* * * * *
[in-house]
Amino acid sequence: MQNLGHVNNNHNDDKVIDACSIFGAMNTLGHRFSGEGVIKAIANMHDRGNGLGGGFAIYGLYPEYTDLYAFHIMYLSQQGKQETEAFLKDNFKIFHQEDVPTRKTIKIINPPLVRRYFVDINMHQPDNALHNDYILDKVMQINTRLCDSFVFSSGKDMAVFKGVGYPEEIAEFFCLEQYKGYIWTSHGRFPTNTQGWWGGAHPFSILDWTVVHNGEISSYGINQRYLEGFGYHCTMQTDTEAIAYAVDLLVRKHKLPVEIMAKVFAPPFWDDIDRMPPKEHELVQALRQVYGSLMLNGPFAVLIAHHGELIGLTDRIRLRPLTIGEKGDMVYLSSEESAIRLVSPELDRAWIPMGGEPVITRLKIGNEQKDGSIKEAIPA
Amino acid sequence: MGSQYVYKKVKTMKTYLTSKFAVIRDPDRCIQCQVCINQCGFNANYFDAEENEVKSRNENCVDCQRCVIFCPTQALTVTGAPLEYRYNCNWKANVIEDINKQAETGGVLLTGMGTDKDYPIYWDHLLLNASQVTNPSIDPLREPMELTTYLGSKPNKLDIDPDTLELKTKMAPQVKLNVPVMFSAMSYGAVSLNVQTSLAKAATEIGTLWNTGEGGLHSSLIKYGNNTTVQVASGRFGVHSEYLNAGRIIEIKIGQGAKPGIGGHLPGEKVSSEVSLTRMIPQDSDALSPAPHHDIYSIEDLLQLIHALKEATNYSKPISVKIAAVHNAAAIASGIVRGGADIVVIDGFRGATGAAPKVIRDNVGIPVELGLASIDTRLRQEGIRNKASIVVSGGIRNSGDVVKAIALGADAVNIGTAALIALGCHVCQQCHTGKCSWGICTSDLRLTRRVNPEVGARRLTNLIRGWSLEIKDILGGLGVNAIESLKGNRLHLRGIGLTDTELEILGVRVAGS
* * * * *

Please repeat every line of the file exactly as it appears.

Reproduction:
[in-house]
Amino acid sequence: MQNLGHVNNNHNDDKVIDACSIFGAMNTLGHRFSGEGVIKAIANMHDRGNGLGGGFAIYGLYPEYTDLYAFHIMYLSQQGKQETEAFLKDNFKIFHQEDVPTRKTIKIINPPLVRRYFVDINMHQPDNALHNDYILDKVMQINTRLCDSFVFSSGKDMAVFKGVGYPEEIAEFFCLEQYKGYIWTSHGRFPTNTQGWWGGAHPFSILDWTVVHNGEISSYGINQRYLEGFGYHCTMQTDTEAIAYAVDLLVRKHKLPVEIMAKVFAPPFWDDIDRMPPKEHELVQALRQVYGSLMLNGPFAVLIAHHGELIGLTDRIRLRPLTIGEKGDMVYLSSEESAIRLVSPELDRAWIPMGGEPVITRLKIGNEQKDGSIKEAIPA
Amino acid sequence: MGSQYVYKKVKTMKTYLTSKFAVIRDPDRCIQCQVCINQCGFNANYFDAEENEVKSRNENCVDCQRCVIFCPTQALTVTGAPLEYRYNCNWKANVIEDINKQAETGGVLLTGMGTDKDYPIYWDHLLLNASQVTNPSIDPLREPMELTTYLGSKPNKLDIDPDTLELKTKMAPQVKLNVPVMFSAMSYGAVSLNVQTSLAKAATEIGTLWNTGEGGLHSSLIKYGNNTTVQVASGRFGVHSEYLNAGRIIEIKIGQGAKPGIGGHLPGEKVSSEVSLTRMIPQDSDALSPAPHHDIYSIEDLLQLIHALKEATNYSKPISVKIAAVHNAAAIASGIVRGGADIVVIDGFRGATGAAPKVIRDNVGIPVELGLASIDTRLRQEGIRNKASIVVSGGIRNSGDVVKAIALGADAVNIGTAALIALGCHVCQQCHTGKCSWGICTSDLRLTRRVNPEVGARRLTNLIRGWSLEIKDILGGLGVNAIESLKGNRLHLRGIGLTDTELEILGVRVAGS